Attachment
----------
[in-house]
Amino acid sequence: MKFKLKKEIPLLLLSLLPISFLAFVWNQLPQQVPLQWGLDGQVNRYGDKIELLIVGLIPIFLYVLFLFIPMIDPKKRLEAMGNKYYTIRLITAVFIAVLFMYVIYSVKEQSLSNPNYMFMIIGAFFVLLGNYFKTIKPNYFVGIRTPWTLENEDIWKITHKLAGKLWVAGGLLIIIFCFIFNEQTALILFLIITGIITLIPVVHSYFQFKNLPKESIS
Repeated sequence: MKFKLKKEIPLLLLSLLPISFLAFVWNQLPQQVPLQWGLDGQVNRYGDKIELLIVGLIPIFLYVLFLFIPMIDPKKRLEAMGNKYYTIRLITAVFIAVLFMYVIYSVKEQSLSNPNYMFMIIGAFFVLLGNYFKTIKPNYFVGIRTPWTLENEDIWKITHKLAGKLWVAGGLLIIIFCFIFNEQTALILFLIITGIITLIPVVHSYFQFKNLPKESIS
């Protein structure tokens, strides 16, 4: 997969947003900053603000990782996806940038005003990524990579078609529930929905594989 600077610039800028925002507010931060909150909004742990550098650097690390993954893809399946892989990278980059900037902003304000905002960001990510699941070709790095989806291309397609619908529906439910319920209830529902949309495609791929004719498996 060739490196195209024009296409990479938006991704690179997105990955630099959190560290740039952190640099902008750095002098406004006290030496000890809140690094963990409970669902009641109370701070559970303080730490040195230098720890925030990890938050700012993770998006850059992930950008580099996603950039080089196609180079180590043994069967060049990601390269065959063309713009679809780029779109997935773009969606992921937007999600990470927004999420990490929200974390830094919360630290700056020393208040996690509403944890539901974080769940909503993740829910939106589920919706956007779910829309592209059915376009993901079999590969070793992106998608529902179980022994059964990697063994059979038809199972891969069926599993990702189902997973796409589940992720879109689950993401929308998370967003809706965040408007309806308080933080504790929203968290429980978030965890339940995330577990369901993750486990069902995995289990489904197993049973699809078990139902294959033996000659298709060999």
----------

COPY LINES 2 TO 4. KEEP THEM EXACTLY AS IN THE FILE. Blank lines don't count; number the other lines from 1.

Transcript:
Amino acid sequence: MKFKLKKEIPLLLLSLLPISFLAFVWNQLPQQVPLQWGLDGQVNRYGDKIELLIVGLIPIFLYVLFLFIPMIDPKKRLEAMGNKYYTIRLITAVFIAVLFMYVIYSVKEQSLSNPNYMFMIIGAFFVLLGNYFKTIKPNYFVGIRTPWTLENEDIWKITHKLAGKLWVAGGLLIIIFCFIFNEQTALILFLIITGIITLIPVVHSYFQFKNLPKESIS
Repeated sequence: MKFKLKKEIPLLLLSLLPISFLAFVWNQLPQQVPLQWGLDGQVNRYGDKIELLIVGLIPIFLYVLFLFIPMIDPKKRLEAMGNKYYTIRLITAVFIAVLFMYVIYSVKEQSLSNPNYMFMIIGAFFVLLGNYFKTIKPNYFVGIRTPWTLENEDIWKITHKLAGKLWVAGGLLIIIFCFIFNEQTALILFLIITGIITLIPVVHSYFQFKNLPKESIS
């Protein structure tokens, strides 16, 4: 997969947003900053603000990782996806940038005003990524990579078609529930929905594989 600077610039800028925002507010931060909150909004742990550098650097690390993954893809399946892989990278980059900037902003304000905002960001990510699941070709790095989806291309397609619908529906439910319920209830529902949309495609791929004719498996 060739490196195209024009296409990479938006991704690179997105990955630099959190560290740039952190640099902008750095002098406004006290030496000890809140690094963990409970669902009641109370701070559970303080730490040195230098720890925030990890938050700012993770998006850059992930950008580099996603950039080089196609180079180590043994069967060049990601390269065959063309713009679809780029779109997935773009969606992921937007999600990470927004999420990490929200974390830094919360630290700056020393208040996690509403944890539901974080769940909503993740829910939106589920919706956007779910829309592209059915376009993901079999590969070793992106998608529902179980022994059964990697063994059979038809199972891969069926599993990702189902997973796409589940992720879109689950993401929308998370967003809706965040408007309806308080933080504790929203968290429980978030965890339940995330577990369901993750486990069902995995289990489904197993049973699809078990139902294959033996000659298709060999």